“My mom told me Brahmins don’t do that. My mom is not Brahmin but wanted to live the Brahmin dream. Not only was I threatening her dream of acceptance, I was threatening the very few friends that she does have,” Nabi, an intercaste digital illustrator, said of his earlier conversations about transitioning with his mother.

While upper-caste Trans masculine folks are quick to talk about Trans rights, most never acknowledge their own caste privilege. The only times they mention caste is when they talk about the hardships of coming out to their conservative Brahmin or Savarna families. They distance themselves as beneficiaries of caste, all the while absolving themselves of their own caste privilege and continuing to uphold casteist practices and beliefs in Trans masculine spaces at the same time.

“In the western Trans masculine community, people always go back to Hindu mythology for proof of Transness, not understanding that it’s reserved for myths,” Nabi said.

Texts like the Vedas in Hindu mythology do outline a third gender, but those texts also lay a foundation for the caste system. As Nabi explains, those texts are for the Gods and the “pure” – not for lower-caste folk to benefit from. The romanticizing of such problematic texts that lead to years of vicious oppression, illustrates how South Asian Trans masculine spaces, queer spaces, aren’t for lower caste people – they are made by and for upper caste folks.

In these spaces, lower-caste Trans masculine folks constantly feel a looming sense of otherness, even in expressing their own masculinity. As South Asian masculinity is synonymous with Brahmanical masculinity, its misogynist, casteist principles are upheld by other Trans masculine folks as the model of masculinity to adhere to. When a lower-caste Trans masculine person implicitly challenges Brahmanical masculinity in their own gender expression, they are seen as less masculine, and even not Trans enough. They feel forced to hide their caste identity for their gender identity to be accepted. If they do choose to come out, they open themselves up to relentless discrimination.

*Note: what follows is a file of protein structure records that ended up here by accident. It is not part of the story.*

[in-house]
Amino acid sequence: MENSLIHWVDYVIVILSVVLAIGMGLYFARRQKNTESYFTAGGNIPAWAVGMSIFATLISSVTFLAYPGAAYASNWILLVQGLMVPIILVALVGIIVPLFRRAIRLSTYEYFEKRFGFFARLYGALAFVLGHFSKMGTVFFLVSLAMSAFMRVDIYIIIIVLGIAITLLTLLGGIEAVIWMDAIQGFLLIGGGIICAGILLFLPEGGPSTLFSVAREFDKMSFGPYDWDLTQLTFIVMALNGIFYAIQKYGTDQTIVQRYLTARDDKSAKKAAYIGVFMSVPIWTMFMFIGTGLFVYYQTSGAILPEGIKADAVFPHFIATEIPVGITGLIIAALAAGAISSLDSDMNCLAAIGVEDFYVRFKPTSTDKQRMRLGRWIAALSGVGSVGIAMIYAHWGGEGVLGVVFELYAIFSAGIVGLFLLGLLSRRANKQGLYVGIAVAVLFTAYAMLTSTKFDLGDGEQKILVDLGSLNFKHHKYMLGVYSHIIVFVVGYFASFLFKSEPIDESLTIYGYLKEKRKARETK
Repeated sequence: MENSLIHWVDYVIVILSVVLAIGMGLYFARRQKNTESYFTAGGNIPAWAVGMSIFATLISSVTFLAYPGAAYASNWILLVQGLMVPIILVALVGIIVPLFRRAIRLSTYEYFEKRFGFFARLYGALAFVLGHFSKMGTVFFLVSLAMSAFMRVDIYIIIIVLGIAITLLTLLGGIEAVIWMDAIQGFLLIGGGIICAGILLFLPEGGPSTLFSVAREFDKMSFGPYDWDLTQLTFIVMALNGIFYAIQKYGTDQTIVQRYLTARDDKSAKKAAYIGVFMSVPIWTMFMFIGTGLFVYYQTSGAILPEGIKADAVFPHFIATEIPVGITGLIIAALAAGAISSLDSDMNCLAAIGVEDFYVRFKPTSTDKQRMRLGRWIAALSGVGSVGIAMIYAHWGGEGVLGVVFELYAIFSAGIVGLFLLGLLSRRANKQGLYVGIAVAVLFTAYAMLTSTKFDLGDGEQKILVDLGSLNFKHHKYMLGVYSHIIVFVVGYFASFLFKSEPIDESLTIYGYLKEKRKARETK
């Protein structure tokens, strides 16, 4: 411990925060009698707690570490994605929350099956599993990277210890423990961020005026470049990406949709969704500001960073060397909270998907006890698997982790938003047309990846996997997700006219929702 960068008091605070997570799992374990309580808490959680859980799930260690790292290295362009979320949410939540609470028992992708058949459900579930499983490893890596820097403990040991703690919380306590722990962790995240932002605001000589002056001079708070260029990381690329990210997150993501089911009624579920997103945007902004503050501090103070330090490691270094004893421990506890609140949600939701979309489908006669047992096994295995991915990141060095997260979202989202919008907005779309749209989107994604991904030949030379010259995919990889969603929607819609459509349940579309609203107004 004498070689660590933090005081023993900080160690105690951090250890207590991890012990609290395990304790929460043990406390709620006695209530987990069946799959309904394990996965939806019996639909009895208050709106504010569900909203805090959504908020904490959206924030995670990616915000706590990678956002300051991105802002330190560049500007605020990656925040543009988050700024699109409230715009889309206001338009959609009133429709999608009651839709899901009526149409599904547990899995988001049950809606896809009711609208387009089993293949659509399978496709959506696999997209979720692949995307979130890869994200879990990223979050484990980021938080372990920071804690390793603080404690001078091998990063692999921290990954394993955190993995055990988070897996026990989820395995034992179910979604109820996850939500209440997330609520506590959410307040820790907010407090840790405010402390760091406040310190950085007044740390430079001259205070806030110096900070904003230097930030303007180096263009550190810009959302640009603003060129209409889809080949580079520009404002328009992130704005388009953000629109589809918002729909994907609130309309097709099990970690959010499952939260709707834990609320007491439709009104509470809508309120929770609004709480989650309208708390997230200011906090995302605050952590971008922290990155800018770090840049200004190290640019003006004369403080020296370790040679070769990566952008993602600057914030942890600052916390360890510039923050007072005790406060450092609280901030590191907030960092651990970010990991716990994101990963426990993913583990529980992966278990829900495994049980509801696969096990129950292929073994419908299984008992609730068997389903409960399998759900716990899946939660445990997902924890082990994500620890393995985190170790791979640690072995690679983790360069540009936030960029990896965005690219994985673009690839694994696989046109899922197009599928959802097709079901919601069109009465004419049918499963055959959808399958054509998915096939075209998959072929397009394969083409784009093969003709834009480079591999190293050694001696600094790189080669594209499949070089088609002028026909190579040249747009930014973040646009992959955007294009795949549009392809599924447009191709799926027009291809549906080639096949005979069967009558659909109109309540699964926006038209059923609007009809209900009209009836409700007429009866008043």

“One time, my non-binary femme friend came out to us Jatt Queers as lower-caste, and I told this friend that I support and love them no matter what their caste is.” said Manpreet QueerisSingh, a Sikh artist and activist. “They have lost many Punjabi friends because these people take caste seriously. My other Jatt friend got mad at my lower-caste friend, saying he didn't care what the f*ck caste my friend is. This same Jatt friend writes that he is ‘Jatt’ in his social media bios, so how could he possibly say he doesn't care about caste, when he makes his caste known in the virtual world?”

Transness does not erase caste privilege. If upper-caste folks feel unease that their Transness jeopardizes their caste status, then they have more than community acceptance to reckon with. Their woeful ignorance makes the Trans masculine community an unsafe space, because they continue to propagate problematic behaviors that uphold caste hegemony.

If we ignore the needs of lower-caste Trans masculine folk in the greater Trans rights movement, we are only fighting for the rights of a select, privileged few. Without an intersectional investigation into how casteism affects the diaspora, all efforts to dismantle systems of oppression, including homophobia and transphobia, will not work.